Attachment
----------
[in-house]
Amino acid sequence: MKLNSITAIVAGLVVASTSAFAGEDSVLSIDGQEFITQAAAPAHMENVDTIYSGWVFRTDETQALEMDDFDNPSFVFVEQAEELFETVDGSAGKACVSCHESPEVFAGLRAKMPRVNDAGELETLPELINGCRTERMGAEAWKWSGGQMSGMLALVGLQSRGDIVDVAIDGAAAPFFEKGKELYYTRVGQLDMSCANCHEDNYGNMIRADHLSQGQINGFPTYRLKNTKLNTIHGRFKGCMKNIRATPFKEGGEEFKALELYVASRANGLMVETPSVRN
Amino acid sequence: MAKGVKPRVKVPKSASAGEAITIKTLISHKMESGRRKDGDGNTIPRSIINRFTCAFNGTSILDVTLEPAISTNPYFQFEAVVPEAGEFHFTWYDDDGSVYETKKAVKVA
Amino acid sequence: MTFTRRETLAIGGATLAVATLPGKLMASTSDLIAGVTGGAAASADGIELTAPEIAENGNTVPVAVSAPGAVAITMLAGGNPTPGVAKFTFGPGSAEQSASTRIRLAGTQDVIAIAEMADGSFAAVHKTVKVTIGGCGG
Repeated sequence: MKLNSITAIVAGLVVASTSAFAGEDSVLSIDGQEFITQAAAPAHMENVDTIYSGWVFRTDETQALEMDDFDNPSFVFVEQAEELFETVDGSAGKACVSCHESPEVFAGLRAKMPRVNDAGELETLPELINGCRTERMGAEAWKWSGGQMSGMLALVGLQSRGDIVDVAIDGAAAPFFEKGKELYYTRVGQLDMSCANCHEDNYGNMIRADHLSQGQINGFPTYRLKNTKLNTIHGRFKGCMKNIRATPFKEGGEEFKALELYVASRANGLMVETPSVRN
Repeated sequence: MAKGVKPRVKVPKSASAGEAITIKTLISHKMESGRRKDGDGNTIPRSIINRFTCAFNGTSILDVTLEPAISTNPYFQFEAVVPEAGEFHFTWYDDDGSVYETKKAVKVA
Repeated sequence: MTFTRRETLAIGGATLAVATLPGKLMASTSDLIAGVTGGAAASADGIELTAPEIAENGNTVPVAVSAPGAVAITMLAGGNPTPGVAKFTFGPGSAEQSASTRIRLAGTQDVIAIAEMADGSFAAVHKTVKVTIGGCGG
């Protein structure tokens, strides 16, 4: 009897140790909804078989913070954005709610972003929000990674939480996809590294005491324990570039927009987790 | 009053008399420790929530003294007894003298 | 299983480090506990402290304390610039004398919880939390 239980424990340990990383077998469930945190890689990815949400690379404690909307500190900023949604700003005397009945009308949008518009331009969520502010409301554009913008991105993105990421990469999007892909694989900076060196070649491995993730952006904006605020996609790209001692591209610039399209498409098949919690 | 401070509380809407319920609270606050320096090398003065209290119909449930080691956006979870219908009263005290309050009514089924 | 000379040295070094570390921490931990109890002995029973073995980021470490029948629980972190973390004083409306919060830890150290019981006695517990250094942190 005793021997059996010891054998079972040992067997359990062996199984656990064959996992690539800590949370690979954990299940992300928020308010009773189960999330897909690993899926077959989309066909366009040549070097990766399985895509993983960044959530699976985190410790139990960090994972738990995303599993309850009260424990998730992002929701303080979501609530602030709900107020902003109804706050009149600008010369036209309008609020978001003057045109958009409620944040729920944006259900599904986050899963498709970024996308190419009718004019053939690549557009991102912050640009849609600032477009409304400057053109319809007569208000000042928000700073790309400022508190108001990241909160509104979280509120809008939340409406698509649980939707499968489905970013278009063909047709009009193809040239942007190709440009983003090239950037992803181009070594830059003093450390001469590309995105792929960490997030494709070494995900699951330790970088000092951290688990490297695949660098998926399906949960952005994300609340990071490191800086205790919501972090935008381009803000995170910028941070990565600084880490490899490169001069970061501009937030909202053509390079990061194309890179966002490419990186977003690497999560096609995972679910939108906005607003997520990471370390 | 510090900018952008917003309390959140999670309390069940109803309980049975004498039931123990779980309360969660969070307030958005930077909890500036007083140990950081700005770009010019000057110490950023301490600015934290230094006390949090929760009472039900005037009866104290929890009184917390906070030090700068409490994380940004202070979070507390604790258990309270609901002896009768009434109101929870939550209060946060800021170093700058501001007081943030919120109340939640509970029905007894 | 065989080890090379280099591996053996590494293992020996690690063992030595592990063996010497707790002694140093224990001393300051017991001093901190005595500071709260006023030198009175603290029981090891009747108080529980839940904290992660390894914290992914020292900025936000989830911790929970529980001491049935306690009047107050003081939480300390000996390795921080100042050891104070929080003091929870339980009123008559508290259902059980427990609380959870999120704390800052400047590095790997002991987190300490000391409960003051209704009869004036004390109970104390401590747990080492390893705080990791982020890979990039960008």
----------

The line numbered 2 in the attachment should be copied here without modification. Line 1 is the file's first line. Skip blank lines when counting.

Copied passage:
Amino acid sequence: MKLNSITAIVAGLVVASTSAFAGEDSVLSIDGQEFITQAAAPAHMENVDTIYSGWVFRTDETQALEMDDFDNPSFVFVEQAEELFETVDGSAGKACVSCHESPEVFAGLRAKMPRVNDAGELETLPELINGCRTERMGAEAWKWSGGQMSGMLALVGLQSRGDIVDVAIDGAAAPFFEKGKELYYTRVGQLDMSCANCHEDNYGNMIRADHLSQGQINGFPTYRLKNTKLNTIHGRFKGCMKNIRATPFKEGGEEFKALELYVASRANGLMVETPSVRN